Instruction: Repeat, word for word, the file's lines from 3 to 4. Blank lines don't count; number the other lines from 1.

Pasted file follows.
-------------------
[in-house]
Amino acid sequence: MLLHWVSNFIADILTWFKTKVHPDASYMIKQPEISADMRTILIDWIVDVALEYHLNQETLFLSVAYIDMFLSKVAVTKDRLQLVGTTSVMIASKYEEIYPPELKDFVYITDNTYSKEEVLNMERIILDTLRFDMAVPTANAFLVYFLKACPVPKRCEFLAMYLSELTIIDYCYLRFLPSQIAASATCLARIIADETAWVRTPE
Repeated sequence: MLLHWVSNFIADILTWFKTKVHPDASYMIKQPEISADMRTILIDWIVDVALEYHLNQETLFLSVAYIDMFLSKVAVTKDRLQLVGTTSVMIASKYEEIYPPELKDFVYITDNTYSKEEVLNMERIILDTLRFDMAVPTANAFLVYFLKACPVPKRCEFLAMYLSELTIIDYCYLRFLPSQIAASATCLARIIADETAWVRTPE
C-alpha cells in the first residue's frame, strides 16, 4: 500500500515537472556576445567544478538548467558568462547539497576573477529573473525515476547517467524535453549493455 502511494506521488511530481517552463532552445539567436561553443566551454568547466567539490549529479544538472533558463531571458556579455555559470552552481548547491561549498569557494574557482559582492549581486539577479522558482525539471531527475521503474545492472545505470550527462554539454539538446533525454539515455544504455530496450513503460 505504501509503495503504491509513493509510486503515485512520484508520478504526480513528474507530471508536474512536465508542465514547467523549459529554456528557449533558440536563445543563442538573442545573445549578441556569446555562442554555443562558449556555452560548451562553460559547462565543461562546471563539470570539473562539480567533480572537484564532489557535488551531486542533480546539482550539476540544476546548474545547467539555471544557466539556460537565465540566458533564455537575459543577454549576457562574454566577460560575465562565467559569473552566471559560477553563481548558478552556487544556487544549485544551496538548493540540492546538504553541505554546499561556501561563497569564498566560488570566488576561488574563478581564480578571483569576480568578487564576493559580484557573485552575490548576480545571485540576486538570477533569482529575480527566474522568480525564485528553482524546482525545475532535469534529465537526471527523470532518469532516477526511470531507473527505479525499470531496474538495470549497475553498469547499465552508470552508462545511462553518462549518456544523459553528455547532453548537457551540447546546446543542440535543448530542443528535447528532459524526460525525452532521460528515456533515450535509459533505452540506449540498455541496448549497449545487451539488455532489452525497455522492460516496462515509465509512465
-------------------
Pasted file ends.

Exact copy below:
Repeated sequence: MLLHWVSNFIADILTWFKTKVHPDASYMIKQPEISADMRTILIDWIVDVALEYHLNQETLFLSVAYIDMFLSKVAVTKDRLQLVGTTSVMIASKYEEIYPPELKDFVYITDNTYSKEEVLNMERIILDTLRFDMAVPTANAFLVYFLKACPVPKRCEFLAMYLSELTIIDYCYLRFLPSQIAASATCLARIIADETAWVRTPE
C-alpha cells in the first residue's frame, strides 16, 4: 500500500515537472556576445567544478538548467558568462547539497576573477529573473525515476547517467524535453549493455 502511494506521488511530481517552463532552445539567436561553443566551454568547466567539490549529479544538472533558463531571458556579455555559470552552481548547491561549498569557494574557482559582492549581486539577479522558482525539471531527475521503474545492472545505470550527462554539454539538446533525454539515455544504455530496450513503460 505504501509503495503504491509513493509510486503515485512520484508520478504526480513528474507530471508536474512536465508542465514547467523549459529554456528557449533558440536563445543563442538573442545573445549578441556569446555562442554555443562558449556555452560548451562553460559547462565543461562546471563539470570539473562539480567533480572537484564532489557535488551531486542533480546539482550539476540544476546548474545547467539555471544557466539556460537565465540566458533564455537575459543577454549576457562574454566577460560575465562565467559569473552566471559560477553563481548558478552556487544556487544549485544551496538548493540540492546538504553541505554546499561556501561563497569564498566560488570566488576561488574563478581564480578571483569576480568578487564576493559580484557573485552575490548576480545571485540576486538570477533569482529575480527566474522568480525564485528553482524546482525545475532535469534529465537526471527523470532518469532516477526511470531507473527505479525499470531496474538495470549497475553498469547499465552508470552508462545511462553518462549518456544523459553528455547532453548537457551540447546546446543542440535543448530542443528535447528532459524526460525525452532521460528515456533515450535509459533505452540506449540498455541496448549497449545487451539488455532489452525497455522492460516496462515509465509512465